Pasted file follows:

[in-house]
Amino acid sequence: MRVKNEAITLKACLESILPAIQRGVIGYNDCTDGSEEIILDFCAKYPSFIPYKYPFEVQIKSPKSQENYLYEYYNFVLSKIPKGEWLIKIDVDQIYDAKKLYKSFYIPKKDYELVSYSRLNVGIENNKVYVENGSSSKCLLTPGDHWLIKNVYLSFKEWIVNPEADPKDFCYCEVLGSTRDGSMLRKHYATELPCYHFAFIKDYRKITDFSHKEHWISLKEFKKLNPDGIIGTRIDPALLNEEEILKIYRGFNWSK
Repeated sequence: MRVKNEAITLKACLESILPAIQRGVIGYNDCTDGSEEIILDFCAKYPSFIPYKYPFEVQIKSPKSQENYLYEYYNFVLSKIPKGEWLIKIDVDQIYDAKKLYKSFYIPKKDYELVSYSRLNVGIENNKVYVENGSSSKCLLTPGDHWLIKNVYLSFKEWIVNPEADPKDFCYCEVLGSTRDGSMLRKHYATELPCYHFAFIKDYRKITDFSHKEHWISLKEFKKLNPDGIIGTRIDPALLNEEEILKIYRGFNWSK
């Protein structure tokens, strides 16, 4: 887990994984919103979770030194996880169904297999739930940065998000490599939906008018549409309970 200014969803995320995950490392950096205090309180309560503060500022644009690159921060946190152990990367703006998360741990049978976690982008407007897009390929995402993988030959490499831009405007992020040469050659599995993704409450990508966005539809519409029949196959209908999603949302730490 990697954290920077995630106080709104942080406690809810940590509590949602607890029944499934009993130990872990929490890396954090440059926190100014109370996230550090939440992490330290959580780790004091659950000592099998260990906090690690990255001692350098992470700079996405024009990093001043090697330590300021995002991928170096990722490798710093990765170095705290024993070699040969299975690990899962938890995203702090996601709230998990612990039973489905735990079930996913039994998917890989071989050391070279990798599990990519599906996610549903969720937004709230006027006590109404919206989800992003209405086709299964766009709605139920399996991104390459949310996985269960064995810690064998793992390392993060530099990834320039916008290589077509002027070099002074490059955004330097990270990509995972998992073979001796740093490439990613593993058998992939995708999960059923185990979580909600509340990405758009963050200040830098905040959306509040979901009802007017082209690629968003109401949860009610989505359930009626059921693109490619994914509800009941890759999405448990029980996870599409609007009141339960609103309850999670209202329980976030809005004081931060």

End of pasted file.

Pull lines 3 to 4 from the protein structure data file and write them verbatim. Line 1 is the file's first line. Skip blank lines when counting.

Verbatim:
Repeated sequence: MRVKNEAITLKACLESILPAIQRGVIGYNDCTDGSEEIILDFCAKYPSFIPYKYPFEVQIKSPKSQENYLYEYYNFVLSKIPKGEWLIKIDVDQIYDAKKLYKSFYIPKKDYELVSYSRLNVGIENNKVYVENGSSSKCLLTPGDHWLIKNVYLSFKEWIVNPEADPKDFCYCEVLGSTRDGSMLRKHYATELPCYHFAFIKDYRKITDFSHKEHWISLKEFKKLNPDGIIGTRIDPALLNEEEILKIYRGFNWSK
């Protein structure tokens, strides 16, 4: 887990994984919103979770030194996880169904297999739930940065998000490599939906008018549409309970 200014969803995320995950490392950096205090309180309560503060500022644009690159921060946190152990990367703006998360741990049978976690982008407007897009390929995402993988030959490499831009405007992020040469050659599995993704409450990508966005539809519409029949196959209908999603949302730490 990697954290920077995630106080709104942080406690809810940590509590949602607890029944499934009993130990872990929490890396954090440059926190100014109370996230550090939440992490330290959580780790004091659950000592099998260990906090690690990255001692350098992470700079996405024009990093001043090697330590300021995002991928170096990722490798710093990765170095705290024993070699040969299975690990899962938890995203702090996601709230998990612990039973489905735990079930996913039994998917890989071989050391070279990798599990990519599906996610549903969720937004709230006027006590109404919206989800992003209405086709299964766009709605139920399996991104390459949310996985269960064995810690064998793992390392993060530099990834320039916008290589077509002027070099002074490059955004330097990270990509995972998992073979001796740093490439990613593993058998992939995708999960059923185990979580909600509340990405758009963050200040830098905040959306509040979901009802007017082209690629968003109401949860009610989505359930009626059921693109490619994914509800009941890759999405448990029980996870599409609007009141339960609103309850999670209202329980976030809005004081931060």